stat counnnter

Saturday, February 21, 2009

Objectivism's Benefit for Me #2

In my last post I indicated that my new world view contained no more unknowables. So, it probably should have occurred to me that since I no longer had to deal with a partially unknowable universe, I no longer needed the mental process of believing things to be true on faith, I could now enjoy the comfort of knowing something to be true or false based on at least some evidence.

But this did not occur to me. As I continued to study Objectivism I learned that I had adopted from the culture around me certain conceptual confusions. Two of these stood as barriers to my clear understanding of this knowable world: the difference between knowing vs believing and faith vs confidence.

For now, I'll just focus on knowing vs believing even though a precise understanding of faith vs confidence is also involved.

To know something to be true in a knowable reality, there must be at least some evidence for it in that reality. For example, I see the table, touch the table, put my glass on the table. The table exists. I don't believe the table exists. I know it does. To know something then requires evidence. Believing on faith does not require evidence.

Yet despite this clear identification, I still hear people using the terms interchangeably as if they meant the same thing. For example, 'I know the planets revolve around the sun', 'I believe the planets revolve around the sun.' But this shouldn't be so. Words have meanings. Objectivism holds that reality is very precise. This means then that our knowledge of reality, to be true, that is, correspond to reality, must therefore also be precise. So if I'm dealing with a precisely knowable reality, it makes no sense to adopt a method of thinking that includes believing on faith. To do so would be to ignore reality. Ignoring reality for any organism is suicidal.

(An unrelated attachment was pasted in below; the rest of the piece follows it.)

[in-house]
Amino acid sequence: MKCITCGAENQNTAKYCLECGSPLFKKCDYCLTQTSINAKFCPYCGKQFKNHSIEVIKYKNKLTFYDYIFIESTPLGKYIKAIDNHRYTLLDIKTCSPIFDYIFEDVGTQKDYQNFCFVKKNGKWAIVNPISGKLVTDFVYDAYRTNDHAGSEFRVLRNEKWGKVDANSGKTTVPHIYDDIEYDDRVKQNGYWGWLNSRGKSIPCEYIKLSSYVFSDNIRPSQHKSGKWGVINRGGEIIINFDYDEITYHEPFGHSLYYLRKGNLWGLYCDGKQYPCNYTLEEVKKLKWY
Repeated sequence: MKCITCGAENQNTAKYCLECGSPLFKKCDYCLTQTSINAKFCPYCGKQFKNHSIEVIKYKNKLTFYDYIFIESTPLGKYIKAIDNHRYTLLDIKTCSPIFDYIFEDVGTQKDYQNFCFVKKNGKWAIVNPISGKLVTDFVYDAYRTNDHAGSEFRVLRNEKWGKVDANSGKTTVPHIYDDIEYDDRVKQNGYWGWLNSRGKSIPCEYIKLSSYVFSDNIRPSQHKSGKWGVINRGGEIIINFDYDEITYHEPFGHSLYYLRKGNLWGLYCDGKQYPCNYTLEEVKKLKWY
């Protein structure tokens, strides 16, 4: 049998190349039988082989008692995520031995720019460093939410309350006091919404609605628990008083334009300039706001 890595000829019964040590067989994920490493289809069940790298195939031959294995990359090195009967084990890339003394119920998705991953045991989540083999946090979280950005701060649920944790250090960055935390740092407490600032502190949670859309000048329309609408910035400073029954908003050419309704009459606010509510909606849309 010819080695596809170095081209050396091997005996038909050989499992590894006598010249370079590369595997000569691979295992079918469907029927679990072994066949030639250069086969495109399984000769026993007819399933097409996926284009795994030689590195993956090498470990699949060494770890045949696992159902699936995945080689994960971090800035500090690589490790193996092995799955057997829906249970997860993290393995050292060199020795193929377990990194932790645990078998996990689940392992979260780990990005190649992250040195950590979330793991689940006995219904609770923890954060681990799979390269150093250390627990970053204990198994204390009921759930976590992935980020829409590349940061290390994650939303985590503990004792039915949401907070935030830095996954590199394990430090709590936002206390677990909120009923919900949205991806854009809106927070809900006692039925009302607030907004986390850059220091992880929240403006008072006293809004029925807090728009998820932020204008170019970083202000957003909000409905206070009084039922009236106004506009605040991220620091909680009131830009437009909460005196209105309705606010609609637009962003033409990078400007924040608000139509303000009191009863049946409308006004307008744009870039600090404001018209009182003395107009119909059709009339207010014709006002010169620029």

So I have spent the better part of recent years identifying then purging beliefs from my world view. I now try to deal only with knowledge that can be placed in file folders labeled 'possible', 'probable' or 'certain' all of which require evidence.